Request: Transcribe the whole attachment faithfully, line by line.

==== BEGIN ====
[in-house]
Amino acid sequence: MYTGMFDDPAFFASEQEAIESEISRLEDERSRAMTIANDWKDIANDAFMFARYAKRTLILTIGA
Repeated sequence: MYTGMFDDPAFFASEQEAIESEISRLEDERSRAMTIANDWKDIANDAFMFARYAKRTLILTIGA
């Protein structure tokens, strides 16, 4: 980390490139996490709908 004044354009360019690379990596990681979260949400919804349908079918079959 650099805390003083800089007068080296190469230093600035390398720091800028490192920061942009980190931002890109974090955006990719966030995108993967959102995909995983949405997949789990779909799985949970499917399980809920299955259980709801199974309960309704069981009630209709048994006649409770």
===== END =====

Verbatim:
[in-house]
Amino acid sequence: MYTGMFDDPAFFASEQEAIESEISRLEDERSRAMTIANDWKDIANDAFMFARYAKRTLILTIGA
Repeated sequence: MYTGMFDDPAFFASEQEAIESEISRLEDERSRAMTIANDWKDIANDAFMFARYAKRTLILTIGA
């Protein structure tokens, strides 16, 4: 980390490139996490709908 004044354009360019690379990596990681979260949400919804349908079918079959 650099805390003083800089007068080296190469230093600035390398720091800028490192920061942009980190931002890109974090955006990719966030995108993967959102995909995983949405997949789990779909799985949970499917399980809920299955259980709801199974309960309704069981009630209709048994006649409770």